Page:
It has long been observed that interpatient variability in response to medications is associated with a spectrum of outcomes, ranging from failure to demonstrate an expected therapeutic effect to an adverse reaction resulting in significant patient morbidity and mortality, as well as increasing healthcare costs.1,2
Interpatient variation is due, at least in part, to genetics. The term “pharmacogenetics” represents the study of genetic factors that influence response to drugs and chemicals and was first termed in 1959.3
Recently, advances in large genome scale sequencing and improvements in bioinformatic tools in processing large amounts of data have led to the transition of pharmacogenetics to pharmacogenomics, involving studies of the entire spectrum of genes in the human genome.3
The goal of the emerging disciplines of pharmacogenetics and pharmacogenomics (abbreviated jointly as PGx) is to personalize therapy based on an individual’s genotype. To date, the success of PGx has spread across all fields of medicine. Genetic information has been used in the identification of disease risk (eg, the BRCA1 mutation test to evaluate breast cancer risk), choice of treatment agents (eg, CYP2D6 in breast cancer treatment; HLA-B*1502 for carbamazepine), and guiding drug dosing (eg, CYP2C9 and VKORC1 for warfarin dosing, UGT1A1 for irinotecan, and TPMT for 6-mercaptopurine and azathioprine). This is particularly important for chemotherapeutic agents, which in general affect both tumor and nontumor cells and thus have a narrow therapeutic index, with the potential for life-threatening toxicity. Medical oncologists and hematologists are striving to individualize cancer treatment in an effort to maximize efficacy and minimize toxicity in patients. Identifying host genetic variations that contribute to drug efficacy and/or the risk of toxicity will provide a means with which to tailor therapy. Genetic variation could explain variations including pharmacokinetics, alterations in activity or expression of the target, or proteins involved in the mechanism of action of the drug. PGx studies of anticancer agents are potentially complicated by somatic mutations in the tumor, although this is unlikely to impact toxicity.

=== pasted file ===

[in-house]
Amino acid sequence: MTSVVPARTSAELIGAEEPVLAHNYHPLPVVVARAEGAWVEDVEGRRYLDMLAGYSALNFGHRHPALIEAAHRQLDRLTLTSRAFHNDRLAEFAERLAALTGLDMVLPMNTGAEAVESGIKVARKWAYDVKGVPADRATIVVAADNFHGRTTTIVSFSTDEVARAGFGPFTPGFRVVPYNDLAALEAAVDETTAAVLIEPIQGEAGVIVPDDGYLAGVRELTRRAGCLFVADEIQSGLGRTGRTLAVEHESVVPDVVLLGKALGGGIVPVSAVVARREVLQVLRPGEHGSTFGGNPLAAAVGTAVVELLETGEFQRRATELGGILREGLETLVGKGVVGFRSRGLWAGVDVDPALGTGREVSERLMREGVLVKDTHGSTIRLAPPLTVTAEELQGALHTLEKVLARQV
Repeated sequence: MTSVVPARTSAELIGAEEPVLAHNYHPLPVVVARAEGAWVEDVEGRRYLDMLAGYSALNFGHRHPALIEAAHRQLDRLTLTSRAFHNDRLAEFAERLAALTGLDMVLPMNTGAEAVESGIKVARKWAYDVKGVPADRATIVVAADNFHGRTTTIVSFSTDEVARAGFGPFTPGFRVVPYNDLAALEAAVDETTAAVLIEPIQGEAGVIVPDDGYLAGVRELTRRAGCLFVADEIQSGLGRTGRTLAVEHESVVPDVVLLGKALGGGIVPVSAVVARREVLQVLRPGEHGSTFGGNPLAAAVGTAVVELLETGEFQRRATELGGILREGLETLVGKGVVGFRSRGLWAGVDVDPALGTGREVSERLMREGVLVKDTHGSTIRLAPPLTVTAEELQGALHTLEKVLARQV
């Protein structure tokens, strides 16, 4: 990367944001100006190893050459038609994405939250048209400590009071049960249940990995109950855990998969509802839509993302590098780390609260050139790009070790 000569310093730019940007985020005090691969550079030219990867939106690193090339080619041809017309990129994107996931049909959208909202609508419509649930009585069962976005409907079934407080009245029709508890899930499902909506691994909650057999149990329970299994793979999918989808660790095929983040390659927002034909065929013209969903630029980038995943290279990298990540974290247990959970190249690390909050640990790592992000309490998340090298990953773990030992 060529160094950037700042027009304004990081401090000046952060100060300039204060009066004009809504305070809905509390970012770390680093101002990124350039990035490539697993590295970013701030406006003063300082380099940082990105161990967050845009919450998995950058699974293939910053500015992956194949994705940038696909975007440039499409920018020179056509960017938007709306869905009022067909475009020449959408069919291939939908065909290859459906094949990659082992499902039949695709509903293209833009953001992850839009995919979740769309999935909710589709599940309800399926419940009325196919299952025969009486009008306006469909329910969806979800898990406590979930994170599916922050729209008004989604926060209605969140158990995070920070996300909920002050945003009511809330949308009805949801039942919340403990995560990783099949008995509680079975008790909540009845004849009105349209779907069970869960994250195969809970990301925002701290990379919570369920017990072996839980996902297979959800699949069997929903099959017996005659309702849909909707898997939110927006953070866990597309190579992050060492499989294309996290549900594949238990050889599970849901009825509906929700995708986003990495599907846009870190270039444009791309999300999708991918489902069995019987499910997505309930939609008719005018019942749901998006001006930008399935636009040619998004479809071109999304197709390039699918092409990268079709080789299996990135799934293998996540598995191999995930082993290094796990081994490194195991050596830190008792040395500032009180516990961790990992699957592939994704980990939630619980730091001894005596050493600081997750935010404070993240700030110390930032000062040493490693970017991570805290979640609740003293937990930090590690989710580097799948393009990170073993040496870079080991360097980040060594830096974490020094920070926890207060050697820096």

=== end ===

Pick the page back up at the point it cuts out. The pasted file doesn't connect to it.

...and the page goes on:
In the scope of anticancer PGxs, genotypic information can encompass, but is not limited to, single nucleotide polymorphisms (SNPs; a change in which a single base in the DNA differs from the usual base at that position), haplotypes (a set of closely linked genetic markers present on one chromosome that tend to be inherited together), microsatellites or simple sequence repeats (polymorphic loci present in DNA that consist of repeating units of 1-6 base pairs in length), insertion and/or deletion and copy number variations (CNVs; genetic trait of differences in the number of copies of a particular sequence present in the genome of an individual), and aneuploidy (a change in the number of chromosomes that can lead to a chromosomal abnormality) and loss of heterozygosity in the tumor. Phenotype is defined as the characteristics determined by genetic, environmental factors or their combination. Phenotype can take many different forms. For example, it could simply be eye color, or it can be a pharmacokinetic finding (eg, a specific metabolite formation), a clinical marker (eg, tumor volume), or a more complicated trait (eg, overall survival after treatment). Interestingly, researchers from different fields may define phenotypes differently. For example, mRNA expression is treated as a phenotype by geneticists because it is a product of DNA; however, clinicians often lump gene and gene products (eg, RNA and protein) together as genetic predictors.4
A clear definition of phenotype is critical both in conducting and interpreting PGx studies. As an example, when evaluating the genetic contribution to platinum agent-induced toxicity in patients with non-small cell lung cancer, a genetic polymorphism in the ERCC1
gene (C8092A) was found to be associated with an increased risk of grade 3 or 4 gastrointestinal toxicity (defined by the National Cancer Institute Common Toxicity Criteria version 3.0). However, when using overall toxicity or hematologic toxicity as the phenotype of interest, no genotype-phenotype associations were identified.5
Furthermore, the treatment conditions under which the phenotypes were obtained may affect the interpretation of the genotype-phenotype association. Through a meta-analysis, Hoskins et al demonstrated that the UGT1A1
polymorphism is associated with an increasing risk of hematologic toxicities only at medium or high doses of irinotecan.6
This review will provide an overview of the progress made in the field of PGx using a five-stage architecture (). Although considerable effort has been applied to identifying gene expression markers that affect drug response, this review will focus mainly on the germline genetic effects on drug sensitivity. Examples will be provided to illustrate the identification, validation, utility, and challenges of these PGx markers with a focus on the current application of PGx knowledge in cancer therapy.
Five Stages of Pharmacogenetics and Pharmacogenomics in Cancer Therapy.